NEW ORLEANS -- Mayor Mitch Landrieu has spent the last few years trying to grow the New Orleans Police Department’s depleted ranks to 1,600 officers by 2020.
On Monday, he told the 40 recruits of class No. 182 that that they’re part of a milestone moment for the department.
“The department right now stands at 1,167,” Landrieu told the recruits. “We with this class crossed the milestone of 1,200 officers.”
Landrieu’s claim of 1,200 officers is a number the department has not seen in four years, according to WWL-TV crime analyst Jeff Asher.
But is Landrieu’s headcount accurate?
Former NOPD Superintendent Ronal Serpas said the members of the latest recruit class are not considered commissioned police officers until they graduate the academy -- a 26-week process -- and become certified by the state.
“It’s not accurate to say anyone who is in the academy should be in the sworn count,” Serpas said, adding that those recruits are no more police officers than the front-desk receptionist at NOPD headquarters.
And while Landrieu is hopeful all members of the class will make it to graduation day, history shows that’s a tall order. Asher said that on average, 15 percent of recruits fail to make it that far.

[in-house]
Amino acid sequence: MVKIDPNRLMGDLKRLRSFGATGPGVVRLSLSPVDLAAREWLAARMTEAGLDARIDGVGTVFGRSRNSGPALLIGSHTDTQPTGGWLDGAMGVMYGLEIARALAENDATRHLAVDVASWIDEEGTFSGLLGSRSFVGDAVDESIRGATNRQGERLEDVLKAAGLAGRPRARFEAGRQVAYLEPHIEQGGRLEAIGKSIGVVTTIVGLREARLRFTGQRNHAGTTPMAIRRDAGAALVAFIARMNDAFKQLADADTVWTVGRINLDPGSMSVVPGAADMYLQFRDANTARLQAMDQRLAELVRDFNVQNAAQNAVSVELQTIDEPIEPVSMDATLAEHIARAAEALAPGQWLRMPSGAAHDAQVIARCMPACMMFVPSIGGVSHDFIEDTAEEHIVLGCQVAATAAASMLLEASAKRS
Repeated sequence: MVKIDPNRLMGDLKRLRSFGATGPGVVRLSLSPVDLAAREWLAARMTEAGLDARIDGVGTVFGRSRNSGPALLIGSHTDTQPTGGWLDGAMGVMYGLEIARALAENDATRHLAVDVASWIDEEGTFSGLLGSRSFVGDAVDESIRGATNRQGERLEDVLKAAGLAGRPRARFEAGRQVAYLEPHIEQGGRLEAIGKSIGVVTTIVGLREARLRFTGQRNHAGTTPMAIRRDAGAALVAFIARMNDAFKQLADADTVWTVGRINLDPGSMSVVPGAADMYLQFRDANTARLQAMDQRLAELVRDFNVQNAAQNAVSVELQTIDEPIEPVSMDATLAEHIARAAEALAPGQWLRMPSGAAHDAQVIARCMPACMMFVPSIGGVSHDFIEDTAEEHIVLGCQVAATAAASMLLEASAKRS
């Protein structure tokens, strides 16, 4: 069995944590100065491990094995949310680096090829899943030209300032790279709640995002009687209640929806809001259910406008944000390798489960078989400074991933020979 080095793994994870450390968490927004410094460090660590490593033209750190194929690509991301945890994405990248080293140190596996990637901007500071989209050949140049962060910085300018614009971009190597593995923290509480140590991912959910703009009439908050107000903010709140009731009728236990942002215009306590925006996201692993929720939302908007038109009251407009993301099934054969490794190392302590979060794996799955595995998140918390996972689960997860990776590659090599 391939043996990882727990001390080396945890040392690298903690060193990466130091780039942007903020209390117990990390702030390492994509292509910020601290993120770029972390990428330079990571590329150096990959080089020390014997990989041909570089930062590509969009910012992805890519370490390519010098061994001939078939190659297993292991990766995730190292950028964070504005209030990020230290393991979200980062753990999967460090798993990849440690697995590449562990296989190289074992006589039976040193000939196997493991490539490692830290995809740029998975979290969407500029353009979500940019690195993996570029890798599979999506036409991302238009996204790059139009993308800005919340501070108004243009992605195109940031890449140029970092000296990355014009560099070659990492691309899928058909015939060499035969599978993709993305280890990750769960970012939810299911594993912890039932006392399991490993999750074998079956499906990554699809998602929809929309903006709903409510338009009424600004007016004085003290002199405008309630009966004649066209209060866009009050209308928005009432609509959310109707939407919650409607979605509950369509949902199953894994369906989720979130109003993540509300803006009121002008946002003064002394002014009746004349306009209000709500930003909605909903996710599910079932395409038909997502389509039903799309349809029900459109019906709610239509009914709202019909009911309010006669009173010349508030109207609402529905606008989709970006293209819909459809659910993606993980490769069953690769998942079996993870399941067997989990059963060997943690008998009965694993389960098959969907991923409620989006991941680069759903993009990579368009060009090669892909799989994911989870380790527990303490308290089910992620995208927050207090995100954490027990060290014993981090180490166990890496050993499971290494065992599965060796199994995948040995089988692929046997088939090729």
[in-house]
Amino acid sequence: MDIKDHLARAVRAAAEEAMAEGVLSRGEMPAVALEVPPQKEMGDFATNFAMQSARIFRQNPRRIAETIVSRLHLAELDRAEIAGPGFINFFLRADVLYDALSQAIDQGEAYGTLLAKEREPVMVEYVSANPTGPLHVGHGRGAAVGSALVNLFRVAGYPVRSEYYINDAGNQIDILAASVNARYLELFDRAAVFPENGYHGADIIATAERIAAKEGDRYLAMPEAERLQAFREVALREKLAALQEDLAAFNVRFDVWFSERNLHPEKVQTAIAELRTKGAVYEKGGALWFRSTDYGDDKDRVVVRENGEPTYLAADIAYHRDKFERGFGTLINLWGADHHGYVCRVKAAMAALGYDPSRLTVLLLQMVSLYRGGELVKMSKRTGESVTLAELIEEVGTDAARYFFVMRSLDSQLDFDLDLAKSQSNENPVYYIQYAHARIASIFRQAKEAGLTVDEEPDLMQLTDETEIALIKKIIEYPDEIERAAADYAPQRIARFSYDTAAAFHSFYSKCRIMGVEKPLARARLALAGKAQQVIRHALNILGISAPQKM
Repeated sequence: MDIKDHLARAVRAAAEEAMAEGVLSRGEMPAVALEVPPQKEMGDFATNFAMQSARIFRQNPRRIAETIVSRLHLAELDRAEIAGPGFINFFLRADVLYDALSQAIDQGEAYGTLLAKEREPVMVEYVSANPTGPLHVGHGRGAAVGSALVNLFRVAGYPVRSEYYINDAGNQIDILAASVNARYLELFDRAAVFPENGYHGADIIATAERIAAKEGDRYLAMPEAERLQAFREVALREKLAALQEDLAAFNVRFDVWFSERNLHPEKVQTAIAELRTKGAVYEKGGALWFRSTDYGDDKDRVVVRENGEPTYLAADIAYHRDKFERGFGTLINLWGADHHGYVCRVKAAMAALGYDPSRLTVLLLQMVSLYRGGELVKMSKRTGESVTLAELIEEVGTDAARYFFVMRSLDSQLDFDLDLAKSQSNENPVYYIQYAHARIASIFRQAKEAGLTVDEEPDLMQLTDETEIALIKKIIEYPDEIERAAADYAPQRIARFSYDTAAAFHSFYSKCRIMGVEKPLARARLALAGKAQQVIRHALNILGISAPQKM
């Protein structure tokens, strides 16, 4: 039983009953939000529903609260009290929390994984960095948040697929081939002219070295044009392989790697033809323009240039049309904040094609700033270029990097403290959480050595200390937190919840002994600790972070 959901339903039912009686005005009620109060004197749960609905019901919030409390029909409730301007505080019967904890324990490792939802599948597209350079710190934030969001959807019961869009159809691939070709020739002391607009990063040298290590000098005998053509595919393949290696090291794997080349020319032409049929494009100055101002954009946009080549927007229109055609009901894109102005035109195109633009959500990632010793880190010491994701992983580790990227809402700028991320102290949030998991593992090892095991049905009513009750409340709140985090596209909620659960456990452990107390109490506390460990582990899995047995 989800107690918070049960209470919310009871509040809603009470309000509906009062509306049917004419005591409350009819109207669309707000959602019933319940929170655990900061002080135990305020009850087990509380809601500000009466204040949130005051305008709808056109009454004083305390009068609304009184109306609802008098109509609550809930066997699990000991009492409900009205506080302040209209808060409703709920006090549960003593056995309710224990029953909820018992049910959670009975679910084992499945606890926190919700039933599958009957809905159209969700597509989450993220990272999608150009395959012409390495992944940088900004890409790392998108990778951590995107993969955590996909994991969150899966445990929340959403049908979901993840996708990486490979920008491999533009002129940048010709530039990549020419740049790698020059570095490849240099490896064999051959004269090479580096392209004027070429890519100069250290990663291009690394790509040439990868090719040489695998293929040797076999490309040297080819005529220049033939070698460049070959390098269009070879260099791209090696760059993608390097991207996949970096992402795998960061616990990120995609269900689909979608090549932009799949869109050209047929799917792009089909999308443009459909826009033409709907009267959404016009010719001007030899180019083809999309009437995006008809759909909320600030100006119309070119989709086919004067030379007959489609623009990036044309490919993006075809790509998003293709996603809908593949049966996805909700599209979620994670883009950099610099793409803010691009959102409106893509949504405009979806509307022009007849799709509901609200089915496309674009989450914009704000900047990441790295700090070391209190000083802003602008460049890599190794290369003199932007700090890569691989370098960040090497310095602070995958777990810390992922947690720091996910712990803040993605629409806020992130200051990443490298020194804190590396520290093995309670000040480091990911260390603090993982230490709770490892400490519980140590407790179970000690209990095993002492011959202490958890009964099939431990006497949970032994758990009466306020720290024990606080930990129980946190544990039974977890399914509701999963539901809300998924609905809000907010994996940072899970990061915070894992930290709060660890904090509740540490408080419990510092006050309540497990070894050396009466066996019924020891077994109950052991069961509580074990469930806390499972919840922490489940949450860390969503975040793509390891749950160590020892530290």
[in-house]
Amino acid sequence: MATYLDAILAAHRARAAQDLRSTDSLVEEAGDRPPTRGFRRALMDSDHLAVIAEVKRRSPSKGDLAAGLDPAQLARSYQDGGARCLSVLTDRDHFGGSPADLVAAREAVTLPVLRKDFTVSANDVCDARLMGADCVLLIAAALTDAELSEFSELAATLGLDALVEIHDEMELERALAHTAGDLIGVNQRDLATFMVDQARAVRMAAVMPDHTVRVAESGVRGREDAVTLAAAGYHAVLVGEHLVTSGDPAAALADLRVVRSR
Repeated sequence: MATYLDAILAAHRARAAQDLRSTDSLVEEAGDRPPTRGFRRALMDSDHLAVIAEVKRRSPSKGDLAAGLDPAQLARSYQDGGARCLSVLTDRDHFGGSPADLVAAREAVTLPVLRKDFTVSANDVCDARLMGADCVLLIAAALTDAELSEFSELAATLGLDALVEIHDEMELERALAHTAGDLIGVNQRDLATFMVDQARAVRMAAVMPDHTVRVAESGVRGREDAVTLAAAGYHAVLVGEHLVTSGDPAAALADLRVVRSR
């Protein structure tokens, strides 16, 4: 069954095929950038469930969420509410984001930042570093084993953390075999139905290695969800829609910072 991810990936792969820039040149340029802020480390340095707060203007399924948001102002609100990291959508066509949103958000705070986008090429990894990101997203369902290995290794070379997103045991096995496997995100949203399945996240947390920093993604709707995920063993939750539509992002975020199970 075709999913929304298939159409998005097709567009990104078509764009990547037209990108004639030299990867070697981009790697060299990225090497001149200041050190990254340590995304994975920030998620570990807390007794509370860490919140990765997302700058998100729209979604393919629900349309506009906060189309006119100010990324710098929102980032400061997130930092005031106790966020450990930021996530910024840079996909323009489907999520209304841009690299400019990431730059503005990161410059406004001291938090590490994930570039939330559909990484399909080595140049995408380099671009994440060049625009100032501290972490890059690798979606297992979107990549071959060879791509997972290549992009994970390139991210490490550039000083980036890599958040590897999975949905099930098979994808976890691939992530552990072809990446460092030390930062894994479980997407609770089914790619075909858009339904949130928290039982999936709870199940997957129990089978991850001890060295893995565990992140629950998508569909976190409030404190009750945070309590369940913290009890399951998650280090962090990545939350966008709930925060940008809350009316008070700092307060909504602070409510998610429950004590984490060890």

In addition to not all would-be officers making it past the academy, the department has struggled to stem bleeding of exiting officers. Asher said the NOPD averages 9 percent attrition every year.
Though the NOPD has shown slow signs of growth, WWL rates Landrieu’s claim of 1,200 on the force as false.
WWL asked the NOPD and City Hall if 68 additional recruits who are farther along in the process of becoming full-fledged officers were counted as part the 1,167. That question was not answered.
But if those recruits aren’t commissioned officers, the actual number of police could be as low as 1,099.